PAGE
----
BAD TIMING, 1980

Director

Nicolas Roeg

Cast

visit the film locations

Vienna: Flights: Vienna International Airport

Visit: the Stallburg, the stables of the famous Riding School in the Hofburg Palace complex

Visit: Osterreichisches Galerie (the Austrian Gallery of 19th and 20th Century Art) in the Oberes Schloss Belvedere

Visit: Cafe Landtmann, Universitätsring 4, A-1010 Vienna (tel: ++43.1.24.100.100)

Morocco:

Getting there: flights to Menara (Marrakech) or Mohammed V (Casablanca)

Tourist info: Tourism in Morocco

Specialist tours: Cosmos Tourama Tour holidays, including Morocco and visits to Aït Ben Haddou


Trivia

See more of Vienna on screen in Carol Reed classic The Third Man and Richard Linklater’s Before Sunrise

Bad Timing filming location: Cafe Landtmann, Vienna

Bad Timing location: Alex discusses relationships with the ‘foppish man’: Cafe Landtmann, Vienna

Photograph: wikimedia / Gryffindor

Psychoanalyst Alex Linden (Art Garfunkel) calls an ambulance when he discovers Milena Flaherty (Theresa Russell) unconscious from a drug overdose, but Inspector Netusil (Harvey Keitel) can’t help feeling that something just doesn’t add up. He relentlessly badgers the aloof and arrogant Linden in an attempt to tease out the niggling inconsistencies in his version of events.

The story is a familiar screen theme of a controlling man in relationship with a free-spirited woman, but Nicolas Roeg’s prismatic editing turns it into a mysterious and disturbing puzzle.

Although Linden is the shrink, it’s Netusil who burrows into his psyche like a relentlessly guilty conscience. Fittingly, the movie is set in the home of psychoanalysis, the cluttered, elegant Jugendstil city of Vienna, where Sigmund Freud himself pioneered the famous ‘talking cure’.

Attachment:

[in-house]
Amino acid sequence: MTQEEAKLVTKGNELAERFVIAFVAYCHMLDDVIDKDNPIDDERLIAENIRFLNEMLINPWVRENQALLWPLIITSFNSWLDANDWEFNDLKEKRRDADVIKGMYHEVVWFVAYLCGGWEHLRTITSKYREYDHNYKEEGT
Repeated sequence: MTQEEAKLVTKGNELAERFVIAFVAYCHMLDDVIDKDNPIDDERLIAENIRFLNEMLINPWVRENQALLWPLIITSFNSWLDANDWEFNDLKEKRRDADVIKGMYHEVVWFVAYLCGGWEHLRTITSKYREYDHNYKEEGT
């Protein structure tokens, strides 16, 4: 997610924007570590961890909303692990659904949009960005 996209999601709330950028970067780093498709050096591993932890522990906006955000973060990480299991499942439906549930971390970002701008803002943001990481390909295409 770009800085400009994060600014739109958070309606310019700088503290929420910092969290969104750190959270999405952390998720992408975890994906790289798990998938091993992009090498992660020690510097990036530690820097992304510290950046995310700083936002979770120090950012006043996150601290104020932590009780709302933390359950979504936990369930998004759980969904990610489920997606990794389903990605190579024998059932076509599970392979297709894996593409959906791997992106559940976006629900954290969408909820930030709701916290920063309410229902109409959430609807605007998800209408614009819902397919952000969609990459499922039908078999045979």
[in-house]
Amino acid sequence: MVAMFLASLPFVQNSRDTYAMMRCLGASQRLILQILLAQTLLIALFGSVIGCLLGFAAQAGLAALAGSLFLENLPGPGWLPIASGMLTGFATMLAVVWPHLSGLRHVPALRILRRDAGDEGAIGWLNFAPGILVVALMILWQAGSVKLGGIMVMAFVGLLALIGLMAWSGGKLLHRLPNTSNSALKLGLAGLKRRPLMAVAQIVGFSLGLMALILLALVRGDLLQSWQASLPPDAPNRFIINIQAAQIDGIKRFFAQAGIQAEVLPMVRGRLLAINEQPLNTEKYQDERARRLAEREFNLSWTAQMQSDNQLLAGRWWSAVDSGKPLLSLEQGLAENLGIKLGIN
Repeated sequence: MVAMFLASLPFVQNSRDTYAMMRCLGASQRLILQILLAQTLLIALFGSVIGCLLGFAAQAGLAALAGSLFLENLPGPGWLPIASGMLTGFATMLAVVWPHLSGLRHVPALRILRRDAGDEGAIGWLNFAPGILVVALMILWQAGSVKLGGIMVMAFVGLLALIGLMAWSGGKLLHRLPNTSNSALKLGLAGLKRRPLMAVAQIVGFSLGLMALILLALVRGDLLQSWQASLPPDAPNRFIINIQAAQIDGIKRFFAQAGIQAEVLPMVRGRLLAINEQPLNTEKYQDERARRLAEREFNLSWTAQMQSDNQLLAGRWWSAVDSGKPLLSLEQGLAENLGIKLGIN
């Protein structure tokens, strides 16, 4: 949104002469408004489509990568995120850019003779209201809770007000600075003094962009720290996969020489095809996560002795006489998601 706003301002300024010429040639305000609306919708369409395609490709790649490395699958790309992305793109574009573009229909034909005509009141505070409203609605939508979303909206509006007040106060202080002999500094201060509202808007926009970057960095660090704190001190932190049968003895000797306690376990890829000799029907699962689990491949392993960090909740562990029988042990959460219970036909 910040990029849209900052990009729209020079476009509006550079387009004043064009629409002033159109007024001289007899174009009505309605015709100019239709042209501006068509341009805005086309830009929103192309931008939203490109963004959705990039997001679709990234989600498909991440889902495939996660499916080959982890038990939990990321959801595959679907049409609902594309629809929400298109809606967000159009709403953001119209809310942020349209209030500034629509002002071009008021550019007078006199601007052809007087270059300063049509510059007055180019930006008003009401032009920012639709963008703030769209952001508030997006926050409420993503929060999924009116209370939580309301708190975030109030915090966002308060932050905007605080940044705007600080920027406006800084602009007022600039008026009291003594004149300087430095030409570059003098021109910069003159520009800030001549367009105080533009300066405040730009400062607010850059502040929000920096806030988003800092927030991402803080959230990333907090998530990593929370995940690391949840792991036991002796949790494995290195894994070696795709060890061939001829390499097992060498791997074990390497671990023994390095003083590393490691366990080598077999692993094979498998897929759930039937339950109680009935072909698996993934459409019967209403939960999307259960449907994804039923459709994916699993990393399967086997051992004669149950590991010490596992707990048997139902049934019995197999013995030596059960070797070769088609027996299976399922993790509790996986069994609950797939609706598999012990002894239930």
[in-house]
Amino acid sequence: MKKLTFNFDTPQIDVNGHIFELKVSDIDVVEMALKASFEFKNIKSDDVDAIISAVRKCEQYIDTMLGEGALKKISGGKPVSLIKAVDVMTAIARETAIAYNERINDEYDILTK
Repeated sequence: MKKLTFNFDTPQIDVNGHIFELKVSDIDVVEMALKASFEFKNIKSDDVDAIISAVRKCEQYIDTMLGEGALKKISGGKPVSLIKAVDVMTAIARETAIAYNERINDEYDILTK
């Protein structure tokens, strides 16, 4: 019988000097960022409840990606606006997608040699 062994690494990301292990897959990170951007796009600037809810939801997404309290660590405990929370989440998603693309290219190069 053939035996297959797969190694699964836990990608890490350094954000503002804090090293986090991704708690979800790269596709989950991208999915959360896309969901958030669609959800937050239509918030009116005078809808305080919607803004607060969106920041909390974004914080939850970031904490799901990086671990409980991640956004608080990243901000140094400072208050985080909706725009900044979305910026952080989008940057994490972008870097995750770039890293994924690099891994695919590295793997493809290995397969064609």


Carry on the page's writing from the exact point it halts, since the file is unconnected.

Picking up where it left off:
Milena’s typically florid apartment building is Schönbrunner Schloßstraße 2, just east of the Schönbrunn Palace, southwest of the city centre.

The gallery she visits with Linden to see the paintings of Gustav Klimt is the Neue Galerie, on the second floor of the Stallburg, the stables of the famous Riding School in the Hofburg Palace complex.

The entrance is at Reitschulhgasse 2, on the northern corner of Josepfsplatz between Stallburgasse and Braunerstrasse.

The Klimts (including the famous The Kiss, which is featured in the opening sequence), the Egon Schieles and other paintings were moved in the late Eighties though, and they’re now on display in the Osterreichisches Galerie (the Austrian Gallery of 19th and 20th Century Art) in the Oberes Schloss Belvedere.

The Belvedere Palace stands on a hill southeast of the Schwarzenberg Palace overlooking Vienna in acres of formal gardens.

The large, elegant coffee house, where Linden discusses Milena with the ‘foppish man’ (Daniel Massey), is the landmark Cafe Landtmann, Universitätsring 4, a historic hangout for politicians, alongside Vienna’s Burgtheater.

Bad Timing filming location: Kasbah Taourirt, Ouarzazate, Morocco

Bad Timing location: the ‘hotel’ of Alex and Milena in Morocco: Kasbah Taourirt, Ouarzazate, Morocco

Photograph: wikimedia / Bjørn Christian Tørrissen

Alex and Milena take a holiday in Morocco at Ouarzazate, a favourite North African location seen in films as diverse as Ridley Scott’s Gladiator, The Last Days of Sodom and Gomorrah, Jewel of the Nile and Bernardo Bertolucci’s The Sheltering Sky.

Their hotel, the ‘Palais Glaoui’ is the the Kasbah Taourirt, Avenue Mohammed V, which is now a museum.

It’s on a rooftop terrace overlooking the Jemaâ el Fna, the huge and bustling main square of Marrakech, with its food stalls, storytellers and snake-charmers, that Milena chooses to ignore Alex’s proposal of marriage and their relationship hits the rocks.

The Jemaâ el Fna is also featured in Alfred Hitchcock’s 1956 version of The Man Who Knew Too Much.

Bad Timing filming location: Waldorf Astoria, Park Avenue, Manhattan

Bad Timing location: Alex glimpses Milena in New York: Waldorf Astoria, Park Avenue, Manhattan

In the film’s coda, Alex glimpses Milena one last time as their paths cross outside the Waldorf Astoria, 301 Park Avenue, in New York.




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